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Study finds ballet to be one of most dangerous activities

RISKY BUSINESS: Accomplished ballet dancer Tiffany Lane-Krebs knows to approach dancing with care, or risk injury.
RISKY BUSINESS: Accomplished ballet dancer Tiffany Lane-Krebs knows to approach dancing with care, or risk injury. Max Fleet BUNDNC

GRUELLING training regimes are placing young ballet dancers at risk of serious injury, a new study has revealed.

The study, published by Sports Medicine Australia in The Journal of Science and Medicine in Sport, found that extremely high and unvaried training loads, coupled with the impact of adolescent growth spurts, may predispose young pre-professional dancers to high levels of overuse injury.

The occurrence of injuries in 266 dancers aged 16-19 years from three elite ballet schools in London was monitored over the period of one school year.

Lead author Christina Ekegren at Monash University said more than three quarters of the dancers monitored sustained an injury over that period.

"Of the injuries sustained, a number were quite severe, with 23 of the 378 injuries requiring surgery, and as many as 60% requiring investigation through medical imaging," she said.

"Previous research has confirmed that dance, and in particular, ballet, is one of the most demanding physical activities undertaken by young people."

Bundaberg dance teacher Dianne McLellan said she understood those injuries could occur as young ballet dancers made the transition to full-time dancing.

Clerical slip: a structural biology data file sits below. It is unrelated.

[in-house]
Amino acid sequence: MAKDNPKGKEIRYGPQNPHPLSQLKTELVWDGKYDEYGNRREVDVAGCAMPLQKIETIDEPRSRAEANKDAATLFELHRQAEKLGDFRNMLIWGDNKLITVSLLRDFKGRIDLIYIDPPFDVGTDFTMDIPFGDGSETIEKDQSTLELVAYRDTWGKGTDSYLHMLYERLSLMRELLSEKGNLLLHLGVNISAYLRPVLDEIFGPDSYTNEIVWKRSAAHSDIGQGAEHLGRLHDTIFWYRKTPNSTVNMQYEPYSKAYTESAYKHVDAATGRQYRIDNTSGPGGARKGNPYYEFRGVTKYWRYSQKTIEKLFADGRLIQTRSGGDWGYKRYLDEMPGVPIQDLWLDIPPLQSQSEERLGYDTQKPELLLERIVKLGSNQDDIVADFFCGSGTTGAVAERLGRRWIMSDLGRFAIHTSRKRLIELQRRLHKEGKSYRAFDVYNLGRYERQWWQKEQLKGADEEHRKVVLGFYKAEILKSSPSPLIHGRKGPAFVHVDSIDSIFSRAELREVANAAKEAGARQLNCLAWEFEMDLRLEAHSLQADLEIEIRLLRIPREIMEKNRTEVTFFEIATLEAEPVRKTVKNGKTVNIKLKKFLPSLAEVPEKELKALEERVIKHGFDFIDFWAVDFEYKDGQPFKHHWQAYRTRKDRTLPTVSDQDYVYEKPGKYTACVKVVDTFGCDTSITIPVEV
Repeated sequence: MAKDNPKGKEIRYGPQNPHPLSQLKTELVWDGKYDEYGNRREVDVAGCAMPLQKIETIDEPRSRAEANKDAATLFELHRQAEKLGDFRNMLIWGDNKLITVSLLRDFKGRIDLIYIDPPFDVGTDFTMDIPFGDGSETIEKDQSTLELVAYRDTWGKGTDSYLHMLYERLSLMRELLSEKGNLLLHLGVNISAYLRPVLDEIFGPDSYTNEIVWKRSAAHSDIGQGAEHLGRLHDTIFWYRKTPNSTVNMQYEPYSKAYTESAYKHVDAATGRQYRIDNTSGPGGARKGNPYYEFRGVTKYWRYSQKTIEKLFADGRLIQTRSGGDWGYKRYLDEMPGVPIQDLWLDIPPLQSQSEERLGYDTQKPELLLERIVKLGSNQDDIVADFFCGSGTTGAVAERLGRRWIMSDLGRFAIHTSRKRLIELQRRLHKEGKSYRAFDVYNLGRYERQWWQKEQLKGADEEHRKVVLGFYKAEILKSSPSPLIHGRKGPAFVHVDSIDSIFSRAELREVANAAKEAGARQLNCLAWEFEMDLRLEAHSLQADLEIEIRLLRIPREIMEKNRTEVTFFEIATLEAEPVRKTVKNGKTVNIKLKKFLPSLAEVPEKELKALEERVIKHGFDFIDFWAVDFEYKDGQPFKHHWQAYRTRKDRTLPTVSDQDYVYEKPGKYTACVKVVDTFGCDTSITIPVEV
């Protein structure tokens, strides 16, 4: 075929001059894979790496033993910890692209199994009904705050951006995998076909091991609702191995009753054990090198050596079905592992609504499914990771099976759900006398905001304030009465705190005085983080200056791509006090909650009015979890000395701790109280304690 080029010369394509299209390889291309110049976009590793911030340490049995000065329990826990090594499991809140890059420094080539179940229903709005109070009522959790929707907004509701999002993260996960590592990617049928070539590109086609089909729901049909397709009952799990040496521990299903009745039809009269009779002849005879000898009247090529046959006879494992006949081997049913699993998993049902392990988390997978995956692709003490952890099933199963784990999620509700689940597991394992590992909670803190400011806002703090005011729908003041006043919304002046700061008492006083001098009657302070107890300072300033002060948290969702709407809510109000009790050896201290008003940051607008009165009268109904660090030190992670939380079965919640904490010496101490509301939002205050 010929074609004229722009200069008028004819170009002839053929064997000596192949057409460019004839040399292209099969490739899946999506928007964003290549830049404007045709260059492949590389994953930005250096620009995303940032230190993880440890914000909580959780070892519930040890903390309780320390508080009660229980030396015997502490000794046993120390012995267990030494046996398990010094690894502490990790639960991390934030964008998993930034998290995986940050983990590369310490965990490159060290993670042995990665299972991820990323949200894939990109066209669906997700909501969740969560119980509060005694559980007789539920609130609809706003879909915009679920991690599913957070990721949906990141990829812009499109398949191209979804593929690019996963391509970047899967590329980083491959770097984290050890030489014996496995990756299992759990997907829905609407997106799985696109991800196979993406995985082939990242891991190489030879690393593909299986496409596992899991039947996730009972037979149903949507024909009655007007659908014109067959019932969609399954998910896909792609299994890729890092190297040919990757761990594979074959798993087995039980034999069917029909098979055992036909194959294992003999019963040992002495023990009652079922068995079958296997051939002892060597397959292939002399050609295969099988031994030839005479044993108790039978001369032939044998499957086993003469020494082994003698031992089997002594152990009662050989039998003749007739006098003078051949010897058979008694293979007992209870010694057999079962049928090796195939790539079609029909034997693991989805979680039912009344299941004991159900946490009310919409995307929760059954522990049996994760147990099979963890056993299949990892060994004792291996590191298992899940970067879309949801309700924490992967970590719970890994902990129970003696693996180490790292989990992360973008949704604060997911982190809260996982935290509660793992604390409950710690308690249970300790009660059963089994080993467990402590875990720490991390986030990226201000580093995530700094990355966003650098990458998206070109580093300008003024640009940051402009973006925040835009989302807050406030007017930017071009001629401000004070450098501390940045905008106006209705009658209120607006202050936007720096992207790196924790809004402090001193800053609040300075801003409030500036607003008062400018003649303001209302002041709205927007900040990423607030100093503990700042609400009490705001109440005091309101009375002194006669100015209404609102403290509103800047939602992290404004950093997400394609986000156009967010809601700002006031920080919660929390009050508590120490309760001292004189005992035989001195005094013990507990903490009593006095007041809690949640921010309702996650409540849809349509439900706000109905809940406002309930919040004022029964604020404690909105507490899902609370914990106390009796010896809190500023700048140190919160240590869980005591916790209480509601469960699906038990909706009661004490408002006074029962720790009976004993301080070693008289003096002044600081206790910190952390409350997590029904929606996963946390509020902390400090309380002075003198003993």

"When that happens sometimes their bodies are not prepared," she said. "I'm very aware of that and am very careful with those children. We are very careful with warm-up and warm-downs."

Katrina Lane-Krebs whose daughter, Tiffany, recently competed at the National Dance Championships said sometimes young dancers were in too much of a hurry to go to an en pointe shoe which was seen as a rite of passage.

"One of the key injuries is damage to the foot because one of the bones has not been developed sufficiently to allow them to go up onto those blocks," she said. "Any professional dance school will do an assessment of the dancer prior to allowing them to use a dance shoe."

Ms Ekegren said overuse was the most common cause of injury, with 72% of injuries occurring as a result of overuse and likely exacerbated by high training loads without adequate recovery time.

"Given that injuries sustained by young dancers during their training often recur in their professional careers and are a leading cause of early retirement, if young dancers could avoid injury they could potentially extend their professional longevity.''

Topics:  ballet, dancing, editors picks




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